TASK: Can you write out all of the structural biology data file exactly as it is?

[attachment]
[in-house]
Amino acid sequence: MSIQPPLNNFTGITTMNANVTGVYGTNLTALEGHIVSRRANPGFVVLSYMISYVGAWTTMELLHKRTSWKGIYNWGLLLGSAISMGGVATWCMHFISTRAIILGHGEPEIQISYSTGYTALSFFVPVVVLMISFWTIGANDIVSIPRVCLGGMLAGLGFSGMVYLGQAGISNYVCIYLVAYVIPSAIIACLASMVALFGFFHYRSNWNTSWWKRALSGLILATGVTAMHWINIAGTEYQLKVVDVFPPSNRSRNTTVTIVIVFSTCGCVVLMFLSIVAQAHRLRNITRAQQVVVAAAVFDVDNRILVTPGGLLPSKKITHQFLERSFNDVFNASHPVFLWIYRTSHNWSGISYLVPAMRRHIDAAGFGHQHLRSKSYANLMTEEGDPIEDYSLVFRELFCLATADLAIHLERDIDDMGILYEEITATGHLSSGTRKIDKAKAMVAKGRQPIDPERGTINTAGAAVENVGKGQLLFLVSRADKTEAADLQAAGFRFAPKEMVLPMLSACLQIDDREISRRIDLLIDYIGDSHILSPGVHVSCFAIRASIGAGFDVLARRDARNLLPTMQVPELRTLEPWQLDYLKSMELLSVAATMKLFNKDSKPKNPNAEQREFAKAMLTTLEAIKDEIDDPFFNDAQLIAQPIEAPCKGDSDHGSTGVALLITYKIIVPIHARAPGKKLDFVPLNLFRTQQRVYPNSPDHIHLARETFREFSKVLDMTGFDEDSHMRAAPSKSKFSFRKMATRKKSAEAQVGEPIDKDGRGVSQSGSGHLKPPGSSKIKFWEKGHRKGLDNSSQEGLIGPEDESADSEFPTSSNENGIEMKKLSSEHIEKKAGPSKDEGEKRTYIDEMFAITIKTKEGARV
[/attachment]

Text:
[in-house]
Amino acid sequence: MSIQPPLNNFTGITTMNANVTGVYGTNLTALEGHIVSRRANPGFVVLSYMISYVGAWTTMELLHKRTSWKGIYNWGLLLGSAISMGGVATWCMHFISTRAIILGHGEPEIQISYSTGYTALSFFVPVVVLMISFWTIGANDIVSIPRVCLGGMLAGLGFSGMVYLGQAGISNYVCIYLVAYVIPSAIIACLASMVALFGFFHYRSNWNTSWWKRALSGLILATGVTAMHWINIAGTEYQLKVVDVFPPSNRSRNTTVTIVIVFSTCGCVVLMFLSIVAQAHRLRNITRAQQVVVAAAVFDVDNRILVTPGGLLPSKKITHQFLERSFNDVFNASHPVFLWIYRTSHNWSGISYLVPAMRRHIDAAGFGHQHLRSKSYANLMTEEGDPIEDYSLVFRELFCLATADLAIHLERDIDDMGILYEEITATGHLSSGTRKIDKAKAMVAKGRQPIDPERGTINTAGAAVENVGKGQLLFLVSRADKTEAADLQAAGFRFAPKEMVLPMLSACLQIDDREISRRIDLLIDYIGDSHILSPGVHVSCFAIRASIGAGFDVLARRDARNLLPTMQVPELRTLEPWQLDYLKSMELLSVAATMKLFNKDSKPKNPNAEQREFAKAMLTTLEAIKDEIDDPFFNDAQLIAQPIEAPCKGDSDHGSTGVALLITYKIIVPIHARAPGKKLDFVPLNLFRTQQRVYPNSPDHIHLARETFREFSKVLDMTGFDEDSHMRAAPSKSKFSFRKMATRKKSAEAQVGEPIDKDGRGVSQSGSGHLKPPGSSKIKFWEKGHRKGLDNSSQEGLIGPEDESADSEFPTSSNENGIEMKKLSSEHIEKKAGPSKDEGEKRTYIDEMFAITIKTKEGARV